Dalai Lama questions wisdom of self-immolations

The Dalai Lama speaks exclusively to the BBC about his worries for Tibetan monks and nuns

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The Tibetan spiritual leader, the Dalai Lama, says he is very worried about the growing number of monks and nuns setting themselves on fire to protest against Chinese rule in Tibet.

He told the BBC he was not encouraging such actions - saying there was no doubt they required courage, but questioning how effective they were.

There have been 11 cases of self-immolation so far this year.

Most have resulted in death - the latest a 35-year-old nun two weeks ago.

The BBC has obtained graphic footage of the moment she set herself alight, prompting horrified cries from onlookers. Later, Chinese security forces flooded the area.

The shocking video footage was smuggled across the border to India and shown to the BBC.

Tibetan monks and nuns are using self-immolation as the latest tactic in their struggle against 60 years of Chinese rule, says the BBC's Andrew North.

But it is a sensitive issue for the man they are dying for - the Dalai Lama, the Tibetan spiritual leader.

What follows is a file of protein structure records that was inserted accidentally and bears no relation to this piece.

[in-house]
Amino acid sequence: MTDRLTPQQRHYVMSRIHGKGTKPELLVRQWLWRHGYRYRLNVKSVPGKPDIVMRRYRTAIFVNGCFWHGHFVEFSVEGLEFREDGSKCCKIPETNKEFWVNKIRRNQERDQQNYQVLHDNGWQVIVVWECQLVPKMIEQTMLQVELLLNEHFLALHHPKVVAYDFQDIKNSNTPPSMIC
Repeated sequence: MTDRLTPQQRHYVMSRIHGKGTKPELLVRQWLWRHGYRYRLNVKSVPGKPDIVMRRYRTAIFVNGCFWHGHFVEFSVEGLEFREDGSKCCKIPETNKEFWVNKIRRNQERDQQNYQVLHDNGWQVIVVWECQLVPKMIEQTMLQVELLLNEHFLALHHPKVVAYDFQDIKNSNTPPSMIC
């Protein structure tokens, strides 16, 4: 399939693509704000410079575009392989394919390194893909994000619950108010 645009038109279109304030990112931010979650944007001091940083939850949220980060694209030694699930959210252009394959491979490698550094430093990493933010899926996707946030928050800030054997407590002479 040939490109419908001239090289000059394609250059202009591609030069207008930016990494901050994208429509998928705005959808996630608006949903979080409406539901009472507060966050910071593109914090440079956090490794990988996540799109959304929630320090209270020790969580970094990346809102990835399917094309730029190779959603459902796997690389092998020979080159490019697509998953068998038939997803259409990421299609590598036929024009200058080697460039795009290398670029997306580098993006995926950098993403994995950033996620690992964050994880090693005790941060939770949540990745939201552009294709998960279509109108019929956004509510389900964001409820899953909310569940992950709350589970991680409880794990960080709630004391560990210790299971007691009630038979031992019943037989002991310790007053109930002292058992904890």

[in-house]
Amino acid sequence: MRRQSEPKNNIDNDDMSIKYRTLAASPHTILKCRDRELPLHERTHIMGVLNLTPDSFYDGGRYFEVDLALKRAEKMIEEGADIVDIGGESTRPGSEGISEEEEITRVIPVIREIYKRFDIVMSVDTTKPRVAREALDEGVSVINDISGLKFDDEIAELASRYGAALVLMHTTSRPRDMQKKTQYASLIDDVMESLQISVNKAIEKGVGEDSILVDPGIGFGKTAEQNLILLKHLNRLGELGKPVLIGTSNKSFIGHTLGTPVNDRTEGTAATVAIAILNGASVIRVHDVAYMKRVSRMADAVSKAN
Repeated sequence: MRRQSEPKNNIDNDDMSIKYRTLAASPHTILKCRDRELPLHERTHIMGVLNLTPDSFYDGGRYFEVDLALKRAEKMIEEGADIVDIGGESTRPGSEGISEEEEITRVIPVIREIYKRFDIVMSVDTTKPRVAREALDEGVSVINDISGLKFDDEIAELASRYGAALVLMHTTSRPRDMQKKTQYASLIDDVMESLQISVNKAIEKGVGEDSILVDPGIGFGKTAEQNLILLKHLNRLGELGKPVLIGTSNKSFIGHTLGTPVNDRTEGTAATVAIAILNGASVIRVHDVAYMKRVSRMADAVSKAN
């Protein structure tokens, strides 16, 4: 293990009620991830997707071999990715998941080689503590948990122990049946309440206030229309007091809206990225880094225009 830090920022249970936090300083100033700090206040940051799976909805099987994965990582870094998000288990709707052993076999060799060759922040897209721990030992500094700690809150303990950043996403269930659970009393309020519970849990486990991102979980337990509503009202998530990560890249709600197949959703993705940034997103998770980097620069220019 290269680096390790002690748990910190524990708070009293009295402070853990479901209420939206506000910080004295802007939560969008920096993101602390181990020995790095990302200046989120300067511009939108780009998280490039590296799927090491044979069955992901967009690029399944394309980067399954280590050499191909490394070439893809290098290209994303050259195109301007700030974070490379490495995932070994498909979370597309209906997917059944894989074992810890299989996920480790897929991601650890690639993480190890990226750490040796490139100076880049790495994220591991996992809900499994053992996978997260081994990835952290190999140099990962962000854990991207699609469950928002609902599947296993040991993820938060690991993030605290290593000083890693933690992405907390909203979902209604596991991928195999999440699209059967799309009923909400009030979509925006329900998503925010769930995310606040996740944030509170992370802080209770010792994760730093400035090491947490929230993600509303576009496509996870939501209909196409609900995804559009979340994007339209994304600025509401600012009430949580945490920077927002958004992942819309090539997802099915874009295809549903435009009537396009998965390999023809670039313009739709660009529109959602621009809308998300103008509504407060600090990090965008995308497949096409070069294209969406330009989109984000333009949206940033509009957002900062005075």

'How much effect?'

In an interview with our correspondent, he said he was not encouraging his followers to sacrifice themselves - as alleged by China.

"The question is how much effect" the self-immolations have, the Dalai Lama said.

"That's the question. There is courage - very strong courage. But how much effect?

"Courage alone is no substitute. You must utilise your wisdom."

Asked whether he feared the actions could make life worse for people in Tibet, he said: "Many Tibetans sacrifice their lives.

"Nobody knows how many people killed and tortured - I mean death through torture. Nobody knows.

"But a lot of people suffer. But how much effect? The Chinese respond harder."

China has condemned the self-immolation campaign as immoral and inhuman, saying it will never succeed.

The growing number of monks and nuns prepared to set themselves on fire is a sign of increasing desperation in Tibet, our correspondent says.

They know while the West has backed the Arab Spring, with China it talks with a much quieter voice, he says.

That leaves Tibetans with few options to shine a light on their struggle.

From inside Tibet, the word is that more monks are preparing to make the ultimate sacrifice, our correspondent adds.

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